Köhler-Rollefson insists upon reframing the widespread perception of herders as poor, backward and uneducated in all realms - social, scientific, and economic - as it remains a professional disincentive. Pastoralism, she stresses, combines biodiversity conservation with food production; it ought to be framed as a desirable career path with high status and a decent income. The book does cite initiatives around the world that are making moves to instill this desire at both grassroots and national policy levels to preserve pastoralism, stimulate rural development and integrate cultural heritage. One of the ways to support these livelihoods is by elevating the status of rural career paths. Among the Raika, if a man returns discontented from city life, community members each gift him a sheep so that he may reconstitute a flock and carry on as a herder. The author notes this was of major significance amid the pandemic; as young Raika lost city jobs and resumed herding, many found they thrived being their own master rather than a menial worker.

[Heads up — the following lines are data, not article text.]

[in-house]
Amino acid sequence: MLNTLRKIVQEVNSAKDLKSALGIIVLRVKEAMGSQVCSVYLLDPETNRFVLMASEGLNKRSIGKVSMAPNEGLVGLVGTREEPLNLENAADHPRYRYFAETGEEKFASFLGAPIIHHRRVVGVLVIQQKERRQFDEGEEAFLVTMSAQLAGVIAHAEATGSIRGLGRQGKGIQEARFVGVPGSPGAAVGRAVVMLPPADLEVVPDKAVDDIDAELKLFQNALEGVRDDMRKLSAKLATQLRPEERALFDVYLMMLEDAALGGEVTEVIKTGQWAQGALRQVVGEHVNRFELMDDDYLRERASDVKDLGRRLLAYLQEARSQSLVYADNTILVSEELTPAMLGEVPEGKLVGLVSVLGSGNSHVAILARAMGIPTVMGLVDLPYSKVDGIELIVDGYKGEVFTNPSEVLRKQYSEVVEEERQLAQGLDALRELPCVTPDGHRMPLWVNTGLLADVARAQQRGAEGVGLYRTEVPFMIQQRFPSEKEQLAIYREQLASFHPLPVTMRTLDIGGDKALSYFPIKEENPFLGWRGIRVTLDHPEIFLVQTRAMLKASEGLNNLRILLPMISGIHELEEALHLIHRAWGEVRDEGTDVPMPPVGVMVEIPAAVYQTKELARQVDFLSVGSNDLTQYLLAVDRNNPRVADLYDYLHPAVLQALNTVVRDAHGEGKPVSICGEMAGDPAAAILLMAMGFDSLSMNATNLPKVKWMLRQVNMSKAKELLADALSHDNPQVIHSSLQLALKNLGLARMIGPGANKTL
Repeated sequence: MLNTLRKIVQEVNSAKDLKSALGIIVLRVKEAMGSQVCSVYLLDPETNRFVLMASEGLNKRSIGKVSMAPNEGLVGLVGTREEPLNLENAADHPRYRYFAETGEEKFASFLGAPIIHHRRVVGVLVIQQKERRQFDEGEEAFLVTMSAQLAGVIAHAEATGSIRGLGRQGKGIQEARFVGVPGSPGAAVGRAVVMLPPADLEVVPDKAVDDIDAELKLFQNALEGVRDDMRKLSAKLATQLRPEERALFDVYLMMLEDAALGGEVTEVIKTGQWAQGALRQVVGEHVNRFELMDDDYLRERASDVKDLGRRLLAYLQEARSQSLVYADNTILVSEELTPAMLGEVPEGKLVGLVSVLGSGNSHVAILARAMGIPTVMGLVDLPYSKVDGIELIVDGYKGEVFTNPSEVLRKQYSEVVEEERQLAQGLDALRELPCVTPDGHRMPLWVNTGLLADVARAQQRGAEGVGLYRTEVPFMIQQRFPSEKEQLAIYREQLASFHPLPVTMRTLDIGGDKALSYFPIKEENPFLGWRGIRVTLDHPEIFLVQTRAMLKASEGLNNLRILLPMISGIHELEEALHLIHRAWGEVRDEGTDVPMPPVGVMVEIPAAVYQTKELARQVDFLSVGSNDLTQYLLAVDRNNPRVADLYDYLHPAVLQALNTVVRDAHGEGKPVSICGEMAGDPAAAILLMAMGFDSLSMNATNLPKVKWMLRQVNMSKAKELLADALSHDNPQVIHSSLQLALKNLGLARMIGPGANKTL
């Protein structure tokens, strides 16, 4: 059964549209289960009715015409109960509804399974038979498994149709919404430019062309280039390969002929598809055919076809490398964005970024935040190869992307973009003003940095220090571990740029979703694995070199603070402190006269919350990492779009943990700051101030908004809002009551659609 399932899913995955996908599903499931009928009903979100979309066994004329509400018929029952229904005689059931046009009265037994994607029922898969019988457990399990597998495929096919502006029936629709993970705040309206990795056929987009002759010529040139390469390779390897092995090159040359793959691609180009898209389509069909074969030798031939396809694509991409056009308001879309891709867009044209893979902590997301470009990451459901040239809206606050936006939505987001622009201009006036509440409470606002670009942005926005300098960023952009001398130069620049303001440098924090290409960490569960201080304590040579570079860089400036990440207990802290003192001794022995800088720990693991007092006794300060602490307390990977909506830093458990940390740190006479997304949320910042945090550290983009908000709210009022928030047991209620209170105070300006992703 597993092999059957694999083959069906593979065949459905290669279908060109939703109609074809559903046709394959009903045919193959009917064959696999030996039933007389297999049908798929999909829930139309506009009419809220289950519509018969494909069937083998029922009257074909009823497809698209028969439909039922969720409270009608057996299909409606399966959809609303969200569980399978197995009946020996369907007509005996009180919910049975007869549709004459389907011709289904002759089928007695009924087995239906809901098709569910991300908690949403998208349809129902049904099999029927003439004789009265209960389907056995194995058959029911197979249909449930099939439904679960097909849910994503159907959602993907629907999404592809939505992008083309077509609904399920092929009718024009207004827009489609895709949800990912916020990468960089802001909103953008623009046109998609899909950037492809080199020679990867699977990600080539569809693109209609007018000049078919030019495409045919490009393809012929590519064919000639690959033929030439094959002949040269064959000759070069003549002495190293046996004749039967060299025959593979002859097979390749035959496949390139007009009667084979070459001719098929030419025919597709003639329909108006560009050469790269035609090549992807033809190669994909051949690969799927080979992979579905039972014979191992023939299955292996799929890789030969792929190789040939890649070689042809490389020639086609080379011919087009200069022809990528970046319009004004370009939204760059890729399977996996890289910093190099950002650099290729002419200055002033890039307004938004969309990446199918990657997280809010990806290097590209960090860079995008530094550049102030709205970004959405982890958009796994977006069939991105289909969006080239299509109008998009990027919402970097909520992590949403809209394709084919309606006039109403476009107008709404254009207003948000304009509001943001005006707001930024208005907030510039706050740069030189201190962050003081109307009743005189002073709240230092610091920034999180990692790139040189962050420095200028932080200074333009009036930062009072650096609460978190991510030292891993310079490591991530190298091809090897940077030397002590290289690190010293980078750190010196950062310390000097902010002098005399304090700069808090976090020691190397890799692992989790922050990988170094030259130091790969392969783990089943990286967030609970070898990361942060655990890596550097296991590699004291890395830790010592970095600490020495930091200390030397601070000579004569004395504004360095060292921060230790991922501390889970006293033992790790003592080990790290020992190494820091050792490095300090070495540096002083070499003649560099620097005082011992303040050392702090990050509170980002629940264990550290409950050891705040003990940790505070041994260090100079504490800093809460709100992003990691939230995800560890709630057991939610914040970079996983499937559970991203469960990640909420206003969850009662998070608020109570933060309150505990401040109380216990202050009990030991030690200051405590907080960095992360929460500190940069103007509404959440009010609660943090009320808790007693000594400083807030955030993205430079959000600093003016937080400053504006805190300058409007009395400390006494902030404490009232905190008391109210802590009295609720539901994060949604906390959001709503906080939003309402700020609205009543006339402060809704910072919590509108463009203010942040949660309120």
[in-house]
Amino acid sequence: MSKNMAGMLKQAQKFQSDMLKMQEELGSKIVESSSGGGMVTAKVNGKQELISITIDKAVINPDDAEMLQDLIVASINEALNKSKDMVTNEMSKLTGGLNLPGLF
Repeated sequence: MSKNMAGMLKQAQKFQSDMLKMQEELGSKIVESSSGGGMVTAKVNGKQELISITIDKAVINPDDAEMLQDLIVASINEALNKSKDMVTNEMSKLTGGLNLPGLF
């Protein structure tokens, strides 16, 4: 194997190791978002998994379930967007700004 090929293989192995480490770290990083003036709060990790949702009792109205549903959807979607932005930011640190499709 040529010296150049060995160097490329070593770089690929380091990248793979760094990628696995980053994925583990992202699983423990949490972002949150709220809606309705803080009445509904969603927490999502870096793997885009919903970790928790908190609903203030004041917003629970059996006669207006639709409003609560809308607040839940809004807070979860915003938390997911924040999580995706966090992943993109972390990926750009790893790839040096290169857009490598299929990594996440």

“Our problems with livestock started when we began to treat animals as if they are plants.”


Readers of Hoofprints may also appreciate a well-done debunking of cattle shaming in regard to their CO2 emissions, among other basic yet profound paradigm shifts. Exercising her breadth of understanding and experience, Köhler-Rollefson invites us to challenge - yet not abandon - academic approaches to science and welcome true systems thinking already upheld by the practitioners she spotlights. Often glossed over are disconnects between Indigenous nations and environmental groups who, in respective efforts to vie for the public’s support, fall into conflict. Likewise, animal scientists are led astray by a tangle of disjointed hyperspecializations lacking an underlying value system at their core. In Hoofprints, Köhler-Rollefson steps into the ring to stand between herders and well-intentioned stakeholders and lays down facts to speak for themselves. Pastoralists are pushed off land to make way for sanctuaries - land which they are best equipped to sustain.